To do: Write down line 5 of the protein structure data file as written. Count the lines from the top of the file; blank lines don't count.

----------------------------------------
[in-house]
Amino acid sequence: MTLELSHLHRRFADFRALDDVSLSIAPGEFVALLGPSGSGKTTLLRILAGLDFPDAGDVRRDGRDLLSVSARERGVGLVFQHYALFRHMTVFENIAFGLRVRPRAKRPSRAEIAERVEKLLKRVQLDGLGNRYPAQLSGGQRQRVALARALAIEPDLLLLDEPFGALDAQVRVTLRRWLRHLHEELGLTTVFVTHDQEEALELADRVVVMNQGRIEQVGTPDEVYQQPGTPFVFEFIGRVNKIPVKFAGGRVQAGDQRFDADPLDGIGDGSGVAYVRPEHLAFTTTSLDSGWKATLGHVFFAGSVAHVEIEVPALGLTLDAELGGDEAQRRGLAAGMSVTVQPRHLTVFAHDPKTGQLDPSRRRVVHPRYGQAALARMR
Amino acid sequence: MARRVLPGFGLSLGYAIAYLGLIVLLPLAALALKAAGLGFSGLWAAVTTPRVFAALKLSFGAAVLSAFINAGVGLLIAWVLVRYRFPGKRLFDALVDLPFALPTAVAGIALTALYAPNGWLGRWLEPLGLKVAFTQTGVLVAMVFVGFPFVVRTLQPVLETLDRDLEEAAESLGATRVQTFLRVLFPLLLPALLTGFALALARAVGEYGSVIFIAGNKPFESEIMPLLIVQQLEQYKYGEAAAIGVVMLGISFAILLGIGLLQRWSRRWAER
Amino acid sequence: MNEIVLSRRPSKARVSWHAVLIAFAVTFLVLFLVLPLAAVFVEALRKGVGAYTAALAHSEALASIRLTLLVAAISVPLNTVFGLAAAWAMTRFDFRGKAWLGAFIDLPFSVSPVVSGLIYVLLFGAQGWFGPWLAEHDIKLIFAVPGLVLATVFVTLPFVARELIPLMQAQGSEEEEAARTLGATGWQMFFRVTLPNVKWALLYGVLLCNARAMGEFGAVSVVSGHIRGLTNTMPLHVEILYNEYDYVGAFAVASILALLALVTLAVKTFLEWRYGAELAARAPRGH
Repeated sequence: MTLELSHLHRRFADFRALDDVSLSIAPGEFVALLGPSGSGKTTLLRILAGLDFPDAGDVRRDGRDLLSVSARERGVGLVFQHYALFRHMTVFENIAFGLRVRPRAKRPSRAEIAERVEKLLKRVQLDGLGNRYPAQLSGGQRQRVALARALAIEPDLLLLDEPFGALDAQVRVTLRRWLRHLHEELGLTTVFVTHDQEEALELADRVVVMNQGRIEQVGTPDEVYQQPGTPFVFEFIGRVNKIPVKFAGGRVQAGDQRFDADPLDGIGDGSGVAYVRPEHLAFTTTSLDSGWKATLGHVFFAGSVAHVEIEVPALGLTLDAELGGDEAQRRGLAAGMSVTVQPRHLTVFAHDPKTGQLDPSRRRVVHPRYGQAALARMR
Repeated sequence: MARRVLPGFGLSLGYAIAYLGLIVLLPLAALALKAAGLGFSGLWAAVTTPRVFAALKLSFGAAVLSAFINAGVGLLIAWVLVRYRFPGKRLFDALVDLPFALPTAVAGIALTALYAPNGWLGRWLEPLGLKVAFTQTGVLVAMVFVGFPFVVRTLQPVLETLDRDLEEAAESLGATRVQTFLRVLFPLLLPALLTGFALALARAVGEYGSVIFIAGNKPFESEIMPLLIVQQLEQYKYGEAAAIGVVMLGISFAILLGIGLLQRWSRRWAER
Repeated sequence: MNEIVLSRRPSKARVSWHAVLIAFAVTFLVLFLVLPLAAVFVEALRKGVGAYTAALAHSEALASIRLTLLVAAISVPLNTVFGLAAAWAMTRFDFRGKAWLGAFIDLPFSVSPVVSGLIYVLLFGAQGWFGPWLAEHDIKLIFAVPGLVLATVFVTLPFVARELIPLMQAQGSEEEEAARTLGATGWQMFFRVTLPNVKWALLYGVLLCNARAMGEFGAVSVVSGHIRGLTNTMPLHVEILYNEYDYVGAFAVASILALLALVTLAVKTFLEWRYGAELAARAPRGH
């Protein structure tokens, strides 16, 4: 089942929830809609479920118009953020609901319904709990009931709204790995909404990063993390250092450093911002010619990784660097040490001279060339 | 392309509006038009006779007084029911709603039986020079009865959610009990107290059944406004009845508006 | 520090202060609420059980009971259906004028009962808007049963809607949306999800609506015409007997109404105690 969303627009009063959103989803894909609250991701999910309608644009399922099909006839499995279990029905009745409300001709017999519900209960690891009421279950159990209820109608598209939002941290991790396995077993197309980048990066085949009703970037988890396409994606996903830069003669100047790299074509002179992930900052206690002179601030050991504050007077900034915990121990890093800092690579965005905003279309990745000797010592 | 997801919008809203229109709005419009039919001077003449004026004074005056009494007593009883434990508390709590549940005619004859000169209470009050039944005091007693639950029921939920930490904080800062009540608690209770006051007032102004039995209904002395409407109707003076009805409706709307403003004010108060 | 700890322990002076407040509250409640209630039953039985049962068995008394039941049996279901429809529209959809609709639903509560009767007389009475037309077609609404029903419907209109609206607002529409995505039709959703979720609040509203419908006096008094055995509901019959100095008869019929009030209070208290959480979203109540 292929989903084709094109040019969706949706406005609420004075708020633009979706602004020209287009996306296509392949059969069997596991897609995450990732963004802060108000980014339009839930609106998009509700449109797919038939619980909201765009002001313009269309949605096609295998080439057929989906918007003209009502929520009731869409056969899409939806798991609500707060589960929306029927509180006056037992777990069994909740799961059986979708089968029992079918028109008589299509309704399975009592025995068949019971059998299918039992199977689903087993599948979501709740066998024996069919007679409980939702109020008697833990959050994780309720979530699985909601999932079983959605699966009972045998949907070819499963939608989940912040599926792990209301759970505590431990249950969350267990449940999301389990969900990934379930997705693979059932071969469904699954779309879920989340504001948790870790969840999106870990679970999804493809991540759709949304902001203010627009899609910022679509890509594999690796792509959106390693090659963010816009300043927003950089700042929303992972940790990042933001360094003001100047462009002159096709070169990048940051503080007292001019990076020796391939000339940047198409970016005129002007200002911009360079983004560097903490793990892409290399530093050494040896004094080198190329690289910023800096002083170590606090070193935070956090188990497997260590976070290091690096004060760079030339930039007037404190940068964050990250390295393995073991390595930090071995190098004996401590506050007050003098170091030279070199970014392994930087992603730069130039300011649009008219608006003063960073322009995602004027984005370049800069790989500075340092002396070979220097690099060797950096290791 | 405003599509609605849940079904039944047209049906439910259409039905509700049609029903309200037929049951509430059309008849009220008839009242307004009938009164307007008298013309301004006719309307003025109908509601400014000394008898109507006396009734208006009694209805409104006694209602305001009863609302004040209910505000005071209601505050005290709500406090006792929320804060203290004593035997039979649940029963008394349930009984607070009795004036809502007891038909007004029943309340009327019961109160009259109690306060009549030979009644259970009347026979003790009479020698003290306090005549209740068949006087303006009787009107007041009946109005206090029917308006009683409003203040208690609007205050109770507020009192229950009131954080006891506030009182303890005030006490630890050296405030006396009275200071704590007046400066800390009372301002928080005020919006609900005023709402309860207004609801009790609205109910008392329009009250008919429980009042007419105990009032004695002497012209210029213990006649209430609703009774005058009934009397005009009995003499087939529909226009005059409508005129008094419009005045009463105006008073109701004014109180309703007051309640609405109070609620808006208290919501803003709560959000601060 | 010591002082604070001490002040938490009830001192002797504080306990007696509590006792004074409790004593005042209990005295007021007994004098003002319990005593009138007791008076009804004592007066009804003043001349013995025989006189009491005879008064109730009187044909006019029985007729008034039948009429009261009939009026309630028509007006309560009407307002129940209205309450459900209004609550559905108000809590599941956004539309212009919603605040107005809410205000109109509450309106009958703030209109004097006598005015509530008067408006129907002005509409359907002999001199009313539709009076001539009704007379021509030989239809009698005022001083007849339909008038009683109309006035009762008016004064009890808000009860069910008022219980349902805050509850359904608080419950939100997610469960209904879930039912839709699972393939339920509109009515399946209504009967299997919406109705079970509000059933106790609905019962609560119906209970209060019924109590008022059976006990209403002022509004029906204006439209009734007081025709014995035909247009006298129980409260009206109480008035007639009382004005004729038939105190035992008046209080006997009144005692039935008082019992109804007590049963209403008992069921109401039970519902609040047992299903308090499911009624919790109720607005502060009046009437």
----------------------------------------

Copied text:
Repeated sequence: MTLELSHLHRRFADFRALDDVSLSIAPGEFVALLGPSGSGKTTLLRILAGLDFPDAGDVRRDGRDLLSVSARERGVGLVFQHYALFRHMTVFENIAFGLRVRPRAKRPSRAEIAERVEKLLKRVQLDGLGNRYPAQLSGGQRQRVALARALAIEPDLLLLDEPFGALDAQVRVTLRRWLRHLHEELGLTTVFVTHDQEEALELADRVVVMNQGRIEQVGTPDEVYQQPGTPFVFEFIGRVNKIPVKFAGGRVQAGDQRFDADPLDGIGDGSGVAYVRPEHLAFTTTSLDSGWKATLGHVFFAGSVAHVEIEVPALGLTLDAELGGDEAQRRGLAAGMSVTVQPRHLTVFAHDPKTGQLDPSRRRVVHPRYGQAALARMR